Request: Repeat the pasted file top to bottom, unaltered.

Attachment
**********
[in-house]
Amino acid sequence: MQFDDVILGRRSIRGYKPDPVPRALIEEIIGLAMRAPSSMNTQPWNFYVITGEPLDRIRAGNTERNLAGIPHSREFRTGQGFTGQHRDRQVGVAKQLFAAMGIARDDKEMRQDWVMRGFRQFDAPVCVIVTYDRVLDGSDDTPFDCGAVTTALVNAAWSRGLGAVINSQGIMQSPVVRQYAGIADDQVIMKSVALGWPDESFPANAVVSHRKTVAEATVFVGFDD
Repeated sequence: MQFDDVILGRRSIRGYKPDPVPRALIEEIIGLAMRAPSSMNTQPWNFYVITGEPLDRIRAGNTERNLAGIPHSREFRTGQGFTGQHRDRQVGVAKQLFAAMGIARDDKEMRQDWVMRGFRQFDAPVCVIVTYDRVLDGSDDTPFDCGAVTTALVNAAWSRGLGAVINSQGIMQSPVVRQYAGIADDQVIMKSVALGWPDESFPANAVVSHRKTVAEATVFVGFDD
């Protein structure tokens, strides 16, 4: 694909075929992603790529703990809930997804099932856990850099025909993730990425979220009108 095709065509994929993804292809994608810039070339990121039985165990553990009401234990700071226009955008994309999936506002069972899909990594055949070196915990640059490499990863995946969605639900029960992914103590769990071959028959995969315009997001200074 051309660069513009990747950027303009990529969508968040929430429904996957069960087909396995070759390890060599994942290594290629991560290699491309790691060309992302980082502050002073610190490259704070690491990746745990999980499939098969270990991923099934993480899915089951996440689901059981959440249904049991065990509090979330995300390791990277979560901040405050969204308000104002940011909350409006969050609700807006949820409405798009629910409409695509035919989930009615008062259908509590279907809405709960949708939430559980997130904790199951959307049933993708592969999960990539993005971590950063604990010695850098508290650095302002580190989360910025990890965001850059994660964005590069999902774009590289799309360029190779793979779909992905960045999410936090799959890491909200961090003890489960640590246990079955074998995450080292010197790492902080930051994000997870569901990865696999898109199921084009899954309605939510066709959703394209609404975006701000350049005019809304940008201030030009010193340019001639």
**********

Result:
[in-house]
Amino acid sequence: MQFDDVILGRRSIRGYKPDPVPRALIEEIIGLAMRAPSSMNTQPWNFYVITGEPLDRIRAGNTERNLAGIPHSREFRTGQGFTGQHRDRQVGVAKQLFAAMGIARDDKEMRQDWVMRGFRQFDAPVCVIVTYDRVLDGSDDTPFDCGAVTTALVNAAWSRGLGAVINSQGIMQSPVVRQYAGIADDQVIMKSVALGWPDESFPANAVVSHRKTVAEATVFVGFDD
Repeated sequence: MQFDDVILGRRSIRGYKPDPVPRALIEEIIGLAMRAPSSMNTQPWNFYVITGEPLDRIRAGNTERNLAGIPHSREFRTGQGFTGQHRDRQVGVAKQLFAAMGIARDDKEMRQDWVMRGFRQFDAPVCVIVTYDRVLDGSDDTPFDCGAVTTALVNAAWSRGLGAVINSQGIMQSPVVRQYAGIADDQVIMKSVALGWPDESFPANAVVSHRKTVAEATVFVGFDD
């Protein structure tokens, strides 16, 4: 694909075929992603790529703990809930997804099932856990850099025909993730990425979220009108 095709065509994929993804292809994608810039070339990121039985165990553990009401234990700071226009955008994309999936506002069972899909990594055949070196915990640059490499990863995946969605639900029960992914103590769990071959028959995969315009997001200074 051309660069513009990747950027303009990529969508968040929430429904996957069960087909396995070759390890060599994942290594290629991560290699491309790691060309992302980082502050002073610190490259704070690491990746745990999980499939098969270990991923099934993480899915089951996440689901059981959440249904049991065990509090979330995300390791990277979560901040405050969204308000104002940011909350409006969050609700807006949820409405798009629910409409695509035919989930009615008062259908509590279907809405709960949708939430559980997130904790199951959307049933993708592969999960990539993005971590950063604990010695850098508290650095302002580190989360910025990890965001850059994660964005590069999902774009590289799309360029190779793979779909992905960045999410936090799959890491909200961090003890489960640590246990079955074998995450080292010197790492902080930051994000997870569901990865696999898109199921084009899954309605939510066709959703394209609404975006701000350049005019809304940008201030030009010193340019001639």